(MENAFN - Arab News) Pundits all over the world are scrambling to explain the recent wave of anti-Americanism that has swept most of the Arab and Muslim worlds in reaction to an anti-Islam video, allegedly produced by a bigoted Coptic Christian living in the United States. The deadly protests have claimed the lives of four American diplomats in Libya, including Ambassador Christopher Stevens, in addition to tens of protesters who died in clashes with local security personnel in various Arab and Muslim capitals.
The violence has subsided, for now, but US commentators agree that the crisis is far from over and that it has forced itself as the biggest foreign policy challenge to President Obama in an election year with less than two months to go before Americans head to the polls. Most pundits agree that the wave of anti-American protests, the first since the eruption of the Arab Spring less than two years ago, is not really about a YouTube video; a 14-minute trailer for a film entitled "The Innocence of Muslims", that was posted online more than three months ago, but only attracted public attention recently.
Conversely, the public outrage is multifaceted; a reflection of the uneasy state of transition, with all its contradictions, that is taking place in the Arab world. The anti-Islam video was the spark, as good as any, that reignited buried anti-American emotions. Writing in The New York Times this week, columnist Ross Douthat says "...that anti-Americanism remains a potent rallying point for popular discontent in the Islamic world." He adds that "what we are witnessing, instead, is mostly an exercise in old-fashioned power politics, with a stone-dumb video as a pretext for violence that would have been unleashed on some other excuse."
This "autumn of unrest", as he describes it, underlines the reality that is taking place in post-revolution Libya, Tunisia, Egypt and Yemen. It's about power struggle between various forces within society; between secular and moderate Islamists and between the latter and the more radical factions, including Al-Qaeda and those who sympathize with its anti-Western doctrines.
Those in America who criticize President Obama for backing the Arab Spring or for not doing enough to stop the rise of Islamist forces to power fail tounderstand such realities. The Arab Spring would have taken place whether America backed it or not. The election of Islamist parties and candidates in Arab Spring countries was not a spontaneous reaction that could have been stemmed; it would have happened anyway as a result of decades of inferior political policies, both locally and regionally.
It is fair to say that the unfavorable view of America in the Arab and Muslim worlds has to do with Washington's foreign policy, especially in relation to Israel, and is driven by its unpopular wars in Iraq and Afghanistan, its indiscriminate killing of Muslims by unmanned drones and others. But this is only part of it. In reality Muslims have for long been divided in their perception of the United States.
A Pew opinion poll, conducted in June, found that Tunisians are generally divided in their views of the United States. Overall, they are split evenly between those with a favorable view of the US (45 percent) and those with an unfavorable view (45 percent). But the picture is different in Pakistan, where 74 percent consider the US an enemy, and in Yemen, recipient of more American humanitarian assistance than any other country, where anti-Americanism is rife.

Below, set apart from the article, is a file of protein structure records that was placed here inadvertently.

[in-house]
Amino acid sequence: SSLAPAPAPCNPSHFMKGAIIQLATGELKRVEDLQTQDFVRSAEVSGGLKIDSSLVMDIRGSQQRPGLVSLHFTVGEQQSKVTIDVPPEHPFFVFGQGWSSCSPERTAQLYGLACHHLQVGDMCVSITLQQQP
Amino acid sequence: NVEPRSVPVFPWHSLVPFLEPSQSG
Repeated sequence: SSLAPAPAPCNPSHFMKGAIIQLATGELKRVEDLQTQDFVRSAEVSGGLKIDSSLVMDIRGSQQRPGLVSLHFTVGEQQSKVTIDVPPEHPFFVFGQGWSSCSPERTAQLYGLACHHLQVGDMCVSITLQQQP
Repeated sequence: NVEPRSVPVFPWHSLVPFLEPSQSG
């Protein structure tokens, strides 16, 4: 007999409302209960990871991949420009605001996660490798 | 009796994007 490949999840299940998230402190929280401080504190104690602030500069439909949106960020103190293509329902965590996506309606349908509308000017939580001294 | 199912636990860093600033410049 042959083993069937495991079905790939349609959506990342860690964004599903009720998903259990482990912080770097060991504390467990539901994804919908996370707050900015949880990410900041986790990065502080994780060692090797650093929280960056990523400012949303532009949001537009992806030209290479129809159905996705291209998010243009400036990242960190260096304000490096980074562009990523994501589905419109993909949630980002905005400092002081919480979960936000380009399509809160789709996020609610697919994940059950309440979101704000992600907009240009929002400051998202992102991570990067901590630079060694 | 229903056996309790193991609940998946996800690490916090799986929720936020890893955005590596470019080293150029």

According to political scientists Lisa Blaydes and Drew Linzer, in an article published in the American Political Science Review recently, "anti-American sentiment is primarily concocted by political elites who try to ideologically 'outbid' each other in their quest for votes." They continue that "we trace the source of Muslim anti-Americanism to the intensity of domestic political competition between a country's Islamist and secular-national factions...Where the struggle for political control between these two groups escalates, elites of both types have incentives to ramp up anti-American appeals to boost mass support."
Anti-Americanism in the Arab and Muslim worlds is not a new phenomenon. It had existed in all Arab Spring countries even before the revolutions. It is tied to US policies in the region and its historical stance on controversial issues such as Israel, but it is not necessarily tied to Islam. Most Arab secular and nationalist movements are traditionally anti-American as well. And in conservative Gulf countries polls show a more favorable perception of the United States.
It must be shocking to many Americans that anti-American sentiments remain high in Arab Spring countries, where the US chose to stand by popular anti-regime protests and where it intervened militarily in support of the Libyan revolution. These countries remain in a state of transition and power struggle is raging between moderate and radical forces.
Despite generous US aid to Jordan, Egypt and Pakistan, people in these countries harbor unfavorable views of the United States. It tells you something about the dichotomy between foreign aid and social and economic realities and grievances in these countries. Changing negative perceptions will require much more than pouring aid money on these presumptive allies, but it is also tied to overlapping shifts and transformations that are taking place in the region as a whole.
- Osama Al Sharif is a journalist and political commentator based in Amman.